The Supreme Court has tossed out an Australian company’s patents for business software in a closely watched case that offers new guidance on the standards for awarding patents.
Raleigh-based Red Hat (NYSE: RHT) was among the companies filing briefs against the patents.
The justices on Thursday unanimously agreed with a lower court ruling that invalidated Alice Corp.’s patents for managing risk in financial trades.
New York-based CLS Bank International had claimed the patent simply took an idea that has been around for thousands of years and programmed it to run through a computer.
Dozens of technology firms including Google and Facebook filed briefs in the case urging the court to create clearer rules for software that can be patented.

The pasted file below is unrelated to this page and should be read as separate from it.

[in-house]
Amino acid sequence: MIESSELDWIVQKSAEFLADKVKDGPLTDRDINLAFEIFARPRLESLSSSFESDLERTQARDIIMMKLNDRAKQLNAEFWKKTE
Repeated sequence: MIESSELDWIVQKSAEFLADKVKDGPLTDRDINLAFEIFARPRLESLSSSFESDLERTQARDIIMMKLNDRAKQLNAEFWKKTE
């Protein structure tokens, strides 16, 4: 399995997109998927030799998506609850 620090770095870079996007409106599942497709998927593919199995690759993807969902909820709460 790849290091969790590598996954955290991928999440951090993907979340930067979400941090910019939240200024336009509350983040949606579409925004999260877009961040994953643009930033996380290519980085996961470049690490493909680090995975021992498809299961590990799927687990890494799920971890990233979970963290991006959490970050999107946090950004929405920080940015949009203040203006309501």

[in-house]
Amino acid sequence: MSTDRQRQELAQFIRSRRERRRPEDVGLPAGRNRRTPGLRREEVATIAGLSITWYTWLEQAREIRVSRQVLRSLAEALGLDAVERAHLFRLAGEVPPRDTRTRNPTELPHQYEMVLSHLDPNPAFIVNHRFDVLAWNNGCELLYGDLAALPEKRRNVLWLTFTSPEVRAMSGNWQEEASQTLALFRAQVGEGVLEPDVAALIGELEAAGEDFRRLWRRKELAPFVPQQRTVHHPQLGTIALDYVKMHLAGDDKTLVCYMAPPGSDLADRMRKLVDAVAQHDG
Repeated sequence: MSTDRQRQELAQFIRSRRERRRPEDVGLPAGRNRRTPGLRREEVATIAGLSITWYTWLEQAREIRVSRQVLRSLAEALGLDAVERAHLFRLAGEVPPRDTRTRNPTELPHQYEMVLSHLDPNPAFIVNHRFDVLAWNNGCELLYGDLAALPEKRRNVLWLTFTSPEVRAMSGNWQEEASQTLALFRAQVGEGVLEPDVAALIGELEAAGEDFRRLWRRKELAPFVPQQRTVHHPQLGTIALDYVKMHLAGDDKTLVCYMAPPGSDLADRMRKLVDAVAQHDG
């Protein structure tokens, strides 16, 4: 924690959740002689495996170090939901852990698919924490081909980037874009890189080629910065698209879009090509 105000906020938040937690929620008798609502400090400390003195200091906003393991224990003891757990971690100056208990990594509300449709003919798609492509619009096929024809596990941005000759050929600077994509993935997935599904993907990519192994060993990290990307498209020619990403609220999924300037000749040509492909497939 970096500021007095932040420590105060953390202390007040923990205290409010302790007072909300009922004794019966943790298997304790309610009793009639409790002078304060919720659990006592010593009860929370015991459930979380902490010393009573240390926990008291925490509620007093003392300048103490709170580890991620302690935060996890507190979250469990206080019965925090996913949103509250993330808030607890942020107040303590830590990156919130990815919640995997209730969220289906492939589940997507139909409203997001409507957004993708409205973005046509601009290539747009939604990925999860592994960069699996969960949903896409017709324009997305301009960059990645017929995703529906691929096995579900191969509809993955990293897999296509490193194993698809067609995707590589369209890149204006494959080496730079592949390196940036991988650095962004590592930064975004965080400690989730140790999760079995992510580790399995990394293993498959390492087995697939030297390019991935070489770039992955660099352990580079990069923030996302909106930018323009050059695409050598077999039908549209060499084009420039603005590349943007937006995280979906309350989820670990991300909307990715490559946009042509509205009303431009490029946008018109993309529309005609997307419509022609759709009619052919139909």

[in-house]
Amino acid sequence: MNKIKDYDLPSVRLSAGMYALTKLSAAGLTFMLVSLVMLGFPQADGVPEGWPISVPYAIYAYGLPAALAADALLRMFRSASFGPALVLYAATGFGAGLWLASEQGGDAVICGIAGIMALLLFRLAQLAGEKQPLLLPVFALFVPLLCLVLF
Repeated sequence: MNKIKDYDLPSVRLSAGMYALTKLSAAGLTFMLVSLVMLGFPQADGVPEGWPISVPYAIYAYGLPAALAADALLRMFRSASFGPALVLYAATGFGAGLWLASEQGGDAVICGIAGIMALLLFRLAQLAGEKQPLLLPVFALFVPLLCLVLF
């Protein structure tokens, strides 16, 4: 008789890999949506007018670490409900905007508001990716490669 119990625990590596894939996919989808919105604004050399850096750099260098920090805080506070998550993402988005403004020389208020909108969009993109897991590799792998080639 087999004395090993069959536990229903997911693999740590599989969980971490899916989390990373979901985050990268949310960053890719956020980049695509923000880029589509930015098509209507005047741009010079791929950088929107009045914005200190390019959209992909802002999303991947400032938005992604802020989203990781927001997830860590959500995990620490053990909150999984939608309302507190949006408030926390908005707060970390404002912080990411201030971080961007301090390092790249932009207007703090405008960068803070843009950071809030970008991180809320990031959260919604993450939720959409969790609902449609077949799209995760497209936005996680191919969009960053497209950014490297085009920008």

In a brief filed earlier this year, Red Hat called for reforms in patent law.
The Raleigh-based open source software and services firm said so-called software patents “can have a perverse effect on software technology.”
“Red Hat is committed to the free and open source software community, and this leads us naturally to seek reform in the law relating to software patents that would promote creativity and innovation,” said Rob Tiller, vice president and assistant general counsel, at Red Hat.
“Software patents can have a perverse effect on software technology – they can hinder innovation rather than encouraging it. The CLS Bank case presents a great opportunity for the Supreme Court to address this problem.”
In the brief, Red Hat declared:
“This case offers an opportunity to restore the historical and well-founded boundaries for patentable subject matter that exclude abstract ideas of the type generally involved in software from patent eligibility. This course correction will both bring clarity to the law and remove a significant barrier to technology innovation.”